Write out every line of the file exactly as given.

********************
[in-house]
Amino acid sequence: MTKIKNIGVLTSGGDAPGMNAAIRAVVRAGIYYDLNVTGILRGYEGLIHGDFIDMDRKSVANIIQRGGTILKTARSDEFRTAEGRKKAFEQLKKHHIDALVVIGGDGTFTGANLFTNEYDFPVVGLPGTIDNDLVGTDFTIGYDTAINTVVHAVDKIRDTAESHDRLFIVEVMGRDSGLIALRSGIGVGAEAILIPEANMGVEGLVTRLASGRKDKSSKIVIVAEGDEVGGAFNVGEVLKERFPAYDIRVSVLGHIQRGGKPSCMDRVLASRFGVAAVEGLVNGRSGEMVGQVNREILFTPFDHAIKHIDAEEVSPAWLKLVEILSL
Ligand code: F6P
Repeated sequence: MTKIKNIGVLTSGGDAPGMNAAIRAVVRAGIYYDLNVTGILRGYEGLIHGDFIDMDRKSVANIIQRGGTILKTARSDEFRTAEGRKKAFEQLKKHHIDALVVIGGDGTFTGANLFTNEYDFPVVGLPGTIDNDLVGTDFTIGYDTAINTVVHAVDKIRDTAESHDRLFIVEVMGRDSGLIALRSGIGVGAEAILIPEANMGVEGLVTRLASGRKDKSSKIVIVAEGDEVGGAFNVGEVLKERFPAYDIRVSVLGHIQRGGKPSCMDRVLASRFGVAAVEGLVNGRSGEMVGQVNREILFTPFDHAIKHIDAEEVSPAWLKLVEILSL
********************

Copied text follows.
[in-house]
Amino acid sequence: MTKIKNIGVLTSGGDAPGMNAAIRAVVRAGIYYDLNVTGILRGYEGLIHGDFIDMDRKSVANIIQRGGTILKTARSDEFRTAEGRKKAFEQLKKHHIDALVVIGGDGTFTGANLFTNEYDFPVVGLPGTIDNDLVGTDFTIGYDTAINTVVHAVDKIRDTAESHDRLFIVEVMGRDSGLIALRSGIGVGAEAILIPEANMGVEGLVTRLASGRKDKSSKIVIVAEGDEVGGAFNVGEVLKERFPAYDIRVSVLGHIQRGGKPSCMDRVLASRFGVAAVEGLVNGRSGEMVGQVNREILFTPFDHAIKHIDAEEVSPAWLKLVEILSL
Ligand code: F6P
Repeated sequence: MTKIKNIGVLTSGGDAPGMNAAIRAVVRAGIYYDLNVTGILRGYEGLIHGDFIDMDRKSVANIIQRGGTILKTARSDEFRTAEGRKKAFEQLKKHHIDALVVIGGDGTFTGANLFTNEYDFPVVGLPGTIDNDLVGTDFTIGYDTAINTVVHAVDKIRDTAESHDRLFIVEVMGRDSGLIALRSGIGVGAEAILIPEANMGVEGLVTRLASGRKDKSSKIVIVAEGDEVGGAFNVGEVLKERFPAYDIRVSVLGHIQRGGKPSCMDRVLASRFGVAAVEGLVNGRSGEMVGQVNREILFTPFDHAIKHIDAEEVSPAWLKLVEILSL